During those frightening days, Meskina would not eat a morsel of rice or roti. She would only take the unboiled water that Rahisa hauls from the dirty well down the lane.

When still Meskina showed no signs of improvement, her parents took her by bicycle to the local town, Tilhar, five kilometres away. There, they paid a private doctor 50 rupees ($2) for another injection and a pill.

Meskina's condition did not change. "Three shots and not even one made a difference," Rahisa said.

A few days later, Bhure Khan, the father, carried Meskina's little body from the village, down a dirt road and over a bridge, to a small grave wedged between a foot path and a cane field.

In the chill of a northern Indian winter, when families huddle around smokey piles of embers for warmth, it is not easy to imagine those feverish summer nights that brought with them such pain. As hacking coughs rise through the dusk from almost every home, respiratory illness is this season's vise-grip on the village's health.

Around one pile of embers a few of Rahisa's neighbours gather to tell of their experience in the season of death.

Jai Devi, a mother of five, told of her youngest son shivering in the torrid summer heat, another victim of diarrhea, It took her husband one week to find the time to take his wife and son to the local town doctor. It was too late.

Veeta, 18, told of her four-month-old daughter who died last month. "She was fine until one evening she started to cry," Veeta said. "She died that night. Some spirit must have come to take her away.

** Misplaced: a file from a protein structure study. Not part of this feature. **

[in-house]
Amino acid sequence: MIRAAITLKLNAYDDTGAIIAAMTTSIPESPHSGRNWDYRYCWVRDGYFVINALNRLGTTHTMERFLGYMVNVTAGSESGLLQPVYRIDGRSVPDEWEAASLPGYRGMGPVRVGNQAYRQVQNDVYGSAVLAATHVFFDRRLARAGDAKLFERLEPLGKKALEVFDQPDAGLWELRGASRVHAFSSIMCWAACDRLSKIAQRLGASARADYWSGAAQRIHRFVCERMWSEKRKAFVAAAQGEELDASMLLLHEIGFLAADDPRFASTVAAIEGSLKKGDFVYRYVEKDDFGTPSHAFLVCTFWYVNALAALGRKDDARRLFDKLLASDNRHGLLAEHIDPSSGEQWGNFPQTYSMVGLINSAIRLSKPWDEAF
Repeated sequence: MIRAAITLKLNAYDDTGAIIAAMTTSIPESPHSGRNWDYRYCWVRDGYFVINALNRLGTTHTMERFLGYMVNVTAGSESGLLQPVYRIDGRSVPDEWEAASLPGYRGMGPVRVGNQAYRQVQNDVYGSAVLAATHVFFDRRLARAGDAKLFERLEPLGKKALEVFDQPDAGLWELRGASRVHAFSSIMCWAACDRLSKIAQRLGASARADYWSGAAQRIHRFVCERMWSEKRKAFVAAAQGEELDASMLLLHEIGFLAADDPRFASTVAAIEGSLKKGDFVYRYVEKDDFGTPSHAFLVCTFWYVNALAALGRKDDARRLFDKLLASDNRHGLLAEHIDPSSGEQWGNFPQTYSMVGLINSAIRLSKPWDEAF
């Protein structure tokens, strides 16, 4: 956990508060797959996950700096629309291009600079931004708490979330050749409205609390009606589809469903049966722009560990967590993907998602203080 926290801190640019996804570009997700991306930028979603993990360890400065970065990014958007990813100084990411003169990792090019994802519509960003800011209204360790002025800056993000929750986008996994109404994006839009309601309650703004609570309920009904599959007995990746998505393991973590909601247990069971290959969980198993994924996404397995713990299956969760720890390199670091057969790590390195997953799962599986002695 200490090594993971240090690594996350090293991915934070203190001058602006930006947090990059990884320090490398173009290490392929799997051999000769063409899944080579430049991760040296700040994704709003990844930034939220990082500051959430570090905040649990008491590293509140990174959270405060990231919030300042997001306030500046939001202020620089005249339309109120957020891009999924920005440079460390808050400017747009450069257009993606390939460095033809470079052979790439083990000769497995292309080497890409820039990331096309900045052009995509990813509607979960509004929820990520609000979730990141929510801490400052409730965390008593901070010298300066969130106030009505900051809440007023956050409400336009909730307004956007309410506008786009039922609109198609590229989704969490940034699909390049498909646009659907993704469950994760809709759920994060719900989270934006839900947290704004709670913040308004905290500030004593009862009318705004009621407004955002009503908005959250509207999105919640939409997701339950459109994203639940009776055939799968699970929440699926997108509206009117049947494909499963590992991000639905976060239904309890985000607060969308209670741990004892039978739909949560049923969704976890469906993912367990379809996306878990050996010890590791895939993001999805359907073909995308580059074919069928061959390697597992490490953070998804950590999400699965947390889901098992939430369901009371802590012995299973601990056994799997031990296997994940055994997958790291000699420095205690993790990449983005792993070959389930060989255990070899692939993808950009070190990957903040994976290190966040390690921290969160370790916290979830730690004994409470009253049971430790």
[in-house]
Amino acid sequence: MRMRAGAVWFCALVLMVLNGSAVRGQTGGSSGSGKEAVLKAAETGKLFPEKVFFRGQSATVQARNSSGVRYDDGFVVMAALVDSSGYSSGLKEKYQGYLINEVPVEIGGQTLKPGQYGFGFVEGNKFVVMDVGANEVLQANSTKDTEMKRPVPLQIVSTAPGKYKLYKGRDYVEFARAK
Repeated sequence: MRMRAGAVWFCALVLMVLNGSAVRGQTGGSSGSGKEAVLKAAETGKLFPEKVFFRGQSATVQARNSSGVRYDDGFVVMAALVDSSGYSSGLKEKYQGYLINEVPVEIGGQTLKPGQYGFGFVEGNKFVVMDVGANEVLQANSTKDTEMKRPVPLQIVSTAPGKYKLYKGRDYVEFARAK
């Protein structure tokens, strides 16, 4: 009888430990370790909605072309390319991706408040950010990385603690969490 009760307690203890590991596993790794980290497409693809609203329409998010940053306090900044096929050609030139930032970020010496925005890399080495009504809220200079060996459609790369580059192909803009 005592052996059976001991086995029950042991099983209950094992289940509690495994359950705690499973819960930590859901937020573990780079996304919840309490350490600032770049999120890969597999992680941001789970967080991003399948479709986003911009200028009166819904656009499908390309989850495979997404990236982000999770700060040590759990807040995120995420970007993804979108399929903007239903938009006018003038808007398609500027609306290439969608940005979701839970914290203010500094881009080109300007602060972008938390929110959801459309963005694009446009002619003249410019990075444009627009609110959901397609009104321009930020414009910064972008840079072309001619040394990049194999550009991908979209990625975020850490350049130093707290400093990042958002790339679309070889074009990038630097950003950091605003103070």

What else could it be?"

Veeta did not have money to take her girl to the doctor, not when her in-laws had just cut down one of Biharipur's tallest trees to repay the 2,000-rupee dowry loan. Instead, perhaps in comfort, she referred to buri hawa, or "bad air," the spirit blamed for taking so many children.

Next door, a young woman named Sharda spoke up to tell of her six- month-old daughter who died two years ago. Since then, Sharda has not been allowed to enter her husband's village. "If she (Sharda) had been to school, she would not have all these problems," her mother said.

Nanni, a young mother who also has never been to school, said she stopped taking her children to the vaccination clinic because the needles caused too much pain for them.

"Do you think those needles help?" asked another neighbour, Hasmukhi, whose name means "the face that is always smiling."

As she flashed her broad grin and big, if somewhat bucked, teeth, Hasmukhi did not seem to realize that she may be the next mother in Biharipur to bury a child. It would not be her first.

Hasmukhi's first child died at birth. Her second child, a three-year-old daughter, died about three years ago from fever. Her third, an 18-month-old girl, now sits in her arms, covered with red spots. None of the children were vaccinated against basic diseases like measles.

"I did not think it would help," Hasmukhi said.

Some still in mourning, others locked in sober thought, the young mothers seem to understand the philosophy of their neighbour, Ram Sri, a grandmother now in her 50s.

"What can I tell you about death?" Ram Sri asked them. "Some are born. Some die."